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Sharing customer and competitor knowledge

Customer knowledge started as being related to larger accounts in B2B markets, but is becoming more related to consumer-level data.

In B2B situations, customer knowledge databases are not just for data collection, but also need to be designed so that they can also send out key information to relevant parties, both automated and curated by analysts. So for instance, an account manager sees news about his or her customers.

In consumer markets, sharing customer knowledge is less about news going out, and more about providing customer-facing staff with key summary points and a history for the customers they contact.  In both B2B, and consumer markets, controlling access to private information also has to be built in.

If customer knowledge is to be really useful, it has to be seen to add value to people's day-to-day work. If it only captures information to a central data store without giving back useful insights, then use will quickly tail-off as the database disappears from view among the hundred and one other things on peoples' desks (the black hole problem). For instance if the customer service team reports minor dissatisfaction with a new product, if the data is not used to correct the problem, the service desk will be tempted to stop reporting the problem.

So in collecting and asking staff to share information about customers, it is extremely important that something is done with the data and seen to be done, so that people can see that it makes a difference for the business.

Consequently, a customer knowledge system has to include tools that package up and send out information to interested parties either in a news flash, for information marked as urgent, or in an electronic newsletter format where data is considered interesting but not urgent, or via quick to read dashboards of key information.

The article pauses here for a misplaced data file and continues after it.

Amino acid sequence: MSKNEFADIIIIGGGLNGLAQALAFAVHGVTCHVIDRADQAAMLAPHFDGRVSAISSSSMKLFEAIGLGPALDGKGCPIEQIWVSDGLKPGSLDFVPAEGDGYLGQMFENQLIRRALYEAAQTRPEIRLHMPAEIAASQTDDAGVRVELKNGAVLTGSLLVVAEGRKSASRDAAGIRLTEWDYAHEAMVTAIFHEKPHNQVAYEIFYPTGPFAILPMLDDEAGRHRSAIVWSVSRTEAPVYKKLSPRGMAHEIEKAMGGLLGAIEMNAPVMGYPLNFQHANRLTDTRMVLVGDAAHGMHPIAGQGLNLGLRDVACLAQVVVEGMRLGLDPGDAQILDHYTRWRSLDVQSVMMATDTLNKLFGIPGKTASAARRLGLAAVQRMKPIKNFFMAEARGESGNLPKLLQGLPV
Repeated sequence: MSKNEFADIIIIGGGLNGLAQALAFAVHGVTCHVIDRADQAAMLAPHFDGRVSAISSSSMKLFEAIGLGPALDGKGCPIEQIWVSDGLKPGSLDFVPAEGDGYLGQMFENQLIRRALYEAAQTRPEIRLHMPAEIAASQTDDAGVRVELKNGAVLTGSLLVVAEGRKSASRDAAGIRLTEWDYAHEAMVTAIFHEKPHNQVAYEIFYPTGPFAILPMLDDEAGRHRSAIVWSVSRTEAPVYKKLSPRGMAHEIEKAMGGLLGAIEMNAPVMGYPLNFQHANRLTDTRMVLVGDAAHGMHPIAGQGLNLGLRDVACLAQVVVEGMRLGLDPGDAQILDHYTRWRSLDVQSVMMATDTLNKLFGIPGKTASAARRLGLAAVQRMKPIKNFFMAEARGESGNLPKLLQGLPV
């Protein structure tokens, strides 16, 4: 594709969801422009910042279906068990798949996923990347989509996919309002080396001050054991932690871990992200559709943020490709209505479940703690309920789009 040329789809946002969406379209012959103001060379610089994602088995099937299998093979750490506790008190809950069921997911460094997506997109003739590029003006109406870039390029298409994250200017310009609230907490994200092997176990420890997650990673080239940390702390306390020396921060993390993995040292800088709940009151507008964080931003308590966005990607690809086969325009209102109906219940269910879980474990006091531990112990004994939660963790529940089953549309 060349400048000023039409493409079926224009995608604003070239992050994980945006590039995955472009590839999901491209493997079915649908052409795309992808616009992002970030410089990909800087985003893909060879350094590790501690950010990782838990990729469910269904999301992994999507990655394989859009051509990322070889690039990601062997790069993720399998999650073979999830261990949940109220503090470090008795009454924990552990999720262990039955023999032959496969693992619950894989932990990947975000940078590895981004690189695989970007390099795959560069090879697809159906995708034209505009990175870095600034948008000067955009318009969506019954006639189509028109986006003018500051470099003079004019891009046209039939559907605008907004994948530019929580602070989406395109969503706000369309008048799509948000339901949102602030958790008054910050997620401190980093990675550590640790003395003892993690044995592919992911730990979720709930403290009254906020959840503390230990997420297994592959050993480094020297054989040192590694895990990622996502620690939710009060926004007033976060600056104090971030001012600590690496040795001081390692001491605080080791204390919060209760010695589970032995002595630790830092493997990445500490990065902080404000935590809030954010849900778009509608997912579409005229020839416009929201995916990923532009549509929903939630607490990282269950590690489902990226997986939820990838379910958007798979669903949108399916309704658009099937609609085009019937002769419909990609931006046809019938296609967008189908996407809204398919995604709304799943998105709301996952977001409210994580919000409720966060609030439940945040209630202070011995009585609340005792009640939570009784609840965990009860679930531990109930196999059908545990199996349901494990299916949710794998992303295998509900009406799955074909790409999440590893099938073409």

Typically each user will have a different range of customers and subjects that they are interested in, and different levels of security access to different pieces of information. The database therefore needs to match appropriate information to each user and send it out at the most appropriate time to the right people.

Where contacts are made, through which ever channel, that information needs to be available and visible to front-line staff. The customer will remember the conversations they had, and the chats they were involved with. The staff need to have this information at their fingertips, so the business feels personal and able to react to customer needs.

The need to reach to needs, and event-driven data can be taken a stage further to make communications with customers more systematic. Algorithmic marketing, where algorithms use and build on customer data, can be used to refine marketing messages and approaches and used to create a system that responds to customers at a more personalised level. This can include self-help chatbots, recommendations and suggestions, or reminders and suggestions dealt with and handled on an event-basis.

The most important part though, is that the customer data you collect is shared and acted upon.

In designing a customer knowledge system, any customer or competitor knowledge programme needs to include an outline of what will happen with data, what actions can be taken and to monitor to show that the data is delivering outcomes. Customer knowledge is not just a passive store of data.


For help and advice on building customer, competitor or marketing knowledge systems contact info@dobney.com


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